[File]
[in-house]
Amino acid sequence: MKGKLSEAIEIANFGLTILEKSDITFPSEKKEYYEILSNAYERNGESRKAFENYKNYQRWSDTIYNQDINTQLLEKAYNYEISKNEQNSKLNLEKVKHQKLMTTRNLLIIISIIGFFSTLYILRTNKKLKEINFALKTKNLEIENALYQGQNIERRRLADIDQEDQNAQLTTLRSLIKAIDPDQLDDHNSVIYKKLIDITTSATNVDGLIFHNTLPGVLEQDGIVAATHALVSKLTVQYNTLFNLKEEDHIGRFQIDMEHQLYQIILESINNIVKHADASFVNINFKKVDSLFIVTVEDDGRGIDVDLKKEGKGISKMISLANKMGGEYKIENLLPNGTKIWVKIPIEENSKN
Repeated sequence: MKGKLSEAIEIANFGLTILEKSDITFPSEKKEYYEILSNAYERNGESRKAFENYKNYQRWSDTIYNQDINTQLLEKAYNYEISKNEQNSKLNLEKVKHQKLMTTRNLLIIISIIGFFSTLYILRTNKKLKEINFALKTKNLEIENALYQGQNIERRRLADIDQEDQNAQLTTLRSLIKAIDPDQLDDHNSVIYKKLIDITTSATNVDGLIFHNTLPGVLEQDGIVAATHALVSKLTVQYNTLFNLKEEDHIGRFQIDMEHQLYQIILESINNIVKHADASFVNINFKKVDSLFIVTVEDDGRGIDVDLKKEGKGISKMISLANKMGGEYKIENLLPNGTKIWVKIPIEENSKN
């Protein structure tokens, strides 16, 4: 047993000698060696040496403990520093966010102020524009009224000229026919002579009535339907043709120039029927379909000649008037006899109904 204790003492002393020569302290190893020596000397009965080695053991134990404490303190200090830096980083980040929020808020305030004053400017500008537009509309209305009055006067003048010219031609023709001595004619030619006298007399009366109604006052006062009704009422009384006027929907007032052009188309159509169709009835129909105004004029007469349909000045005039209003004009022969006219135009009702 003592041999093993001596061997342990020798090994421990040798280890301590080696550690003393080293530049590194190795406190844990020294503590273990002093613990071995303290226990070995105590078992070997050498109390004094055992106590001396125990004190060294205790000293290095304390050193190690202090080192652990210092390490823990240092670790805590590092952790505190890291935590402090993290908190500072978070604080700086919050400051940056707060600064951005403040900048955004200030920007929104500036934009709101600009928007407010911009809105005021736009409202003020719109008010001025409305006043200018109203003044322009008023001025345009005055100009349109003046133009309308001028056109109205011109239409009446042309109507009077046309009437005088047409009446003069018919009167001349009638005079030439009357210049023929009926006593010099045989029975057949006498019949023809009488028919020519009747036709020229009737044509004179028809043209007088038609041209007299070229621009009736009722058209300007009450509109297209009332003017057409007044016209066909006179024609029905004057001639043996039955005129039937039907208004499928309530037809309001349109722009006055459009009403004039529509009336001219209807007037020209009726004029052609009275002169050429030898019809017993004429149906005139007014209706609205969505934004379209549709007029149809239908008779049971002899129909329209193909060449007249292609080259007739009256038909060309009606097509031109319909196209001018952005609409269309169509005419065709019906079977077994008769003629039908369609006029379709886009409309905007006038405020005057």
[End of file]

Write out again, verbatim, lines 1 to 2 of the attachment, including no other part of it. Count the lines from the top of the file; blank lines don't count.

[in-house]
Amino acid sequence: MKGKLSEAIEIANFGLTILEKSDITFPSEKKEYYEILSNAYERNGESRKAFENYKNYQRWSDTIYNQDINTQLLEKAYNYEISKNEQNSKLNLEKVKHQKLMTTRNLLIIISIIGFFSTLYILRTNKKLKEINFALKTKNLEIENALYQGQNIERRRLADIDQEDQNAQLTTLRSLIKAIDPDQLDDHNSVIYKKLIDITTSATNVDGLIFHNTLPGVLEQDGIVAATHALVSKLTVQYNTLFNLKEEDHIGRFQIDMEHQLYQIILESINNIVKHADASFVNINFKKVDSLFIVTVEDDGRGIDVDLKKEGKGISKMISLANKMGGEYKIENLLPNGTKIWVKIPIEENSKN